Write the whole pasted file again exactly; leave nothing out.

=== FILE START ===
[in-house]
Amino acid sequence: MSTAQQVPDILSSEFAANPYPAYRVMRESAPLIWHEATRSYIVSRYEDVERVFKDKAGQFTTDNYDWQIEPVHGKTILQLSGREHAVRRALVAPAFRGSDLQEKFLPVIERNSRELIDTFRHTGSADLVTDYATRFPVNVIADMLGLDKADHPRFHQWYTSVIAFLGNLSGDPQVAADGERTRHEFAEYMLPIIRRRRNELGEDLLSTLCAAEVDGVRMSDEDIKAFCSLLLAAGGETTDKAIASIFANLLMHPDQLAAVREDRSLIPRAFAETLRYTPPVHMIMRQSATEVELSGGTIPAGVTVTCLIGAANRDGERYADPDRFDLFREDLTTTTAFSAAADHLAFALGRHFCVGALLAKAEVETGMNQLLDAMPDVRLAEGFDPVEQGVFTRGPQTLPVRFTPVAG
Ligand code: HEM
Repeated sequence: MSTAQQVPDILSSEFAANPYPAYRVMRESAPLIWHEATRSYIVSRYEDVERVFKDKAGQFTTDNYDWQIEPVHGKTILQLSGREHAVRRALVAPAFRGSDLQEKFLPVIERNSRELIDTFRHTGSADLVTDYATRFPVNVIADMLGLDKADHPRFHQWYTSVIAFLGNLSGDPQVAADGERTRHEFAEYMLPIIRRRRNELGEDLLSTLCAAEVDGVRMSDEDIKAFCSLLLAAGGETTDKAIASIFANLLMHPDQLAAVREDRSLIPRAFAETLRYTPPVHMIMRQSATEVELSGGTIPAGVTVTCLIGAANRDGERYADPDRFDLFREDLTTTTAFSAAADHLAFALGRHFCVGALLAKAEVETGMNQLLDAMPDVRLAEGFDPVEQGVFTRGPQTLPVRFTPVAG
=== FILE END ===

[in-house]
Amino acid sequence: MSTAQQVPDILSSEFAANPYPAYRVMRESAPLIWHEATRSYIVSRYEDVERVFKDKAGQFTTDNYDWQIEPVHGKTILQLSGREHAVRRALVAPAFRGSDLQEKFLPVIERNSRELIDTFRHTGSADLVTDYATRFPVNVIADMLGLDKADHPRFHQWYTSVIAFLGNLSGDPQVAADGERTRHEFAEYMLPIIRRRRNELGEDLLSTLCAAEVDGVRMSDEDIKAFCSLLLAAGGETTDKAIASIFANLLMHPDQLAAVREDRSLIPRAFAETLRYTPPVHMIMRQSATEVELSGGTIPAGVTVTCLIGAANRDGERYADPDRFDLFREDLTTTTAFSAAADHLAFALGRHFCVGALLAKAEVETGMNQLLDAMPDVRLAEGFDPVEQGVFTRGPQTLPVRFTPVAG
Ligand code: HEM
Repeated sequence: MSTAQQVPDILSSEFAANPYPAYRVMRESAPLIWHEATRSYIVSRYEDVERVFKDKAGQFTTDNYDWQIEPVHGKTILQLSGREHAVRRALVAPAFRGSDLQEKFLPVIERNSRELIDTFRHTGSADLVTDYATRFPVNVIADMLGLDKADHPRFHQWYTSVIAFLGNLSGDPQVAADGERTRHEFAEYMLPIIRRRRNELGEDLLSTLCAAEVDGVRMSDEDIKAFCSLLLAAGGETTDKAIASIFANLLMHPDQLAAVREDRSLIPRAFAETLRYTPPVHMIMRQSATEVELSGGTIPAGVTVTCLIGAANRDGERYADPDRFDLFREDLTTTTAFSAAADHLAFALGRHFCVGALLAKAEVETGMNQLLDAMPDVRLAEGFDPVEQGVFTRGPQTLPVRFTPVAG